Some institutions may require a cosigner when a person is building up credit. If you are ever asked to cosign for someone, remember that you are assuming 100 percent of the financial responsibility and not 50 percent. That line of credit will now appear on the cosigner's credit report and any late payments made will adversely affect the cosigner's score just as much as it would if it were in one name only.
Questions to ask before applying for credit
Can I afford the monthly payments'
Can I pay more than the minimum balance'
What's the interest rate'
How much do I spend on living expenses each month'
How much do I save each month'
Things to watch for when shopping for credit
Acceleration clauses: these allow creditors to demand payments of an outstanding balance or additional collateral in the event different circumstances, such as failure to make payments, bankruptcies or loan covenants, which are restrictions on the credit holder's freedom to incur more debt.
Repossession: allows a creditor to repossess purchased merchandise due to failure to make payments.
Balloon clause: requires a large last payment, often more than double the average payment amount.
Prepayment penalty: credit holder incurs penalties for paying off debt early.
Interest rate/annual percentage rate (APR)
Method of finance charge calculation
Signs credit is not being used wisely
Exceeding credit limits, paying no more than the minimum on monthly payments, not being able to handle minor emergencies, requesting increased credit limits, missing payments and not knowing how much is owed are all signs that the use of credit is out of control. Wage garnishment is a sign that an individual has reached the end of the road. Don't wait until then to take necessary measures to clean up credit; seek counseling through Hearts Apart.
Cleaning up bad credit
First, a person should pull their credit report annually at a minimum and dispute any inaccuracies.
Alleyne does not recommend turning to a company that claims that they can clean up a person's credit.
"They can't do anything that you can't do yourself," he explained. "If a line of credit is yours, then there is nothing that they can do to get it removed. If it is not, then they'll just do the same thing you would do, which is dispute the account and wait for the investigation to take its course. It usually takes about thirty to forty-five days to get the results of the inquiry."
Communication with creditors is always encouraged, as creditors may be willing to work with the credit holder to make payments more manageable when a credit holder is experiencing financial hardship.
In the case that there is something a person would like creditors to know when deciding whether or not to issue credit, a 100-word statement can be added to an individual's credit file to explain a specific situation of an account.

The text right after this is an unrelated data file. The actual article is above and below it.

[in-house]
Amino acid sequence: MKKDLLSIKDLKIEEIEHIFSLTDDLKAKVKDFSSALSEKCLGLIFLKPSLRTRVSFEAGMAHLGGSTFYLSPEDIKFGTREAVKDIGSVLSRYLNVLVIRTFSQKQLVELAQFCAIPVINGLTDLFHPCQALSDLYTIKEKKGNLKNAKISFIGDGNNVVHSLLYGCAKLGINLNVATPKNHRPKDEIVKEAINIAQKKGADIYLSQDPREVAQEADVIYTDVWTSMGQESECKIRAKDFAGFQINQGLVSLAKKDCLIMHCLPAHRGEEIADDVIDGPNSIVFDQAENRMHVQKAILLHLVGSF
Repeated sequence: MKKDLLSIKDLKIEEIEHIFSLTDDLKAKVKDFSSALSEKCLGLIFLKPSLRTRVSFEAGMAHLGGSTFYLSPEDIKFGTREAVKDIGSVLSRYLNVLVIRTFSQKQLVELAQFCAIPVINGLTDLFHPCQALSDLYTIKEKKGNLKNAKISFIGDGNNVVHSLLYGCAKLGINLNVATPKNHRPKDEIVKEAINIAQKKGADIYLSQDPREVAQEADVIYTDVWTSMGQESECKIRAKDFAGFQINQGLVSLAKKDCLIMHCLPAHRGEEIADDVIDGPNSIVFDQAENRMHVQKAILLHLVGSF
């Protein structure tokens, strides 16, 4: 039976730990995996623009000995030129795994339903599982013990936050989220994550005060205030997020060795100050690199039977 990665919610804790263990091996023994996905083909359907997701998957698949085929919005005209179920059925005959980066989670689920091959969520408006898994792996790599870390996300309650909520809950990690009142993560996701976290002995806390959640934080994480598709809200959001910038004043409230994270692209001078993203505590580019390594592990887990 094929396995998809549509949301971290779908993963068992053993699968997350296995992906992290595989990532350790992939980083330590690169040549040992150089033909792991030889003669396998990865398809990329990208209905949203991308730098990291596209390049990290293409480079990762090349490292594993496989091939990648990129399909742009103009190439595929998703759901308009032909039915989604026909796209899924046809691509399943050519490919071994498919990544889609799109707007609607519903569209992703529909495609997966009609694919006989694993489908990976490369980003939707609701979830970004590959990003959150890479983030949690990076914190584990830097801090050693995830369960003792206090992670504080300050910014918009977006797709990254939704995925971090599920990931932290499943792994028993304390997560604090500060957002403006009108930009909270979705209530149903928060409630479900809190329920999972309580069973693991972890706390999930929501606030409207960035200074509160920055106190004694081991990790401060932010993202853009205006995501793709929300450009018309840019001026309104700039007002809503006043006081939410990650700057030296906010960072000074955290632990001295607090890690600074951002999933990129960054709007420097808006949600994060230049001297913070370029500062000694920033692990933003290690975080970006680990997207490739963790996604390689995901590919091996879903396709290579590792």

The return on savings is usually a fraction of what the interest is on different forms of credit, especially credit cards. If one has savings, they should consider paying off any high interest credit that they have.
Credit holders should always know their rights and should familiarize themselves with the Fair Credit Reporting Act and Fair Credit Billing Act. Free financial advice is provided through Hearts Apart and is just a phone call away for anyone with questions.
Advice on wise credit use
Above all, watch for warning signs of credit over use.
Everyone should check their credit every so often to know what's on the report and to be able to challenge any inaccuracies. Individuals can visit www.annualcreditreport.com annually for a free copy of their credit report. Remember that there are three major credit reporting agencies; Experian; Trans Union; Equifax. Be sure to check with all three, as they may not all report the same things.
When it comes to credit cards, avoid high interest cards, and don't use the card for day-to-day expenses; unless, that is, a person has the discipline to become what Alleyne calls a "professional credit card user."
"Remember that a credit card can provide you with an interest free loan provided that you don't carry a balance," Alleyne said. "Make your payments on time and within the grace period specific to your card, which is usually twenty-five to twenty-eight days, and you can reap the benefits."
Also check with credit card companies to see what type of cash back, mileage, or other benefits they may offer to their users.
For questions regarding wise credit uses or other financial guidance, contact Alleyne, 410-278-2450 or e-mail email@example.com.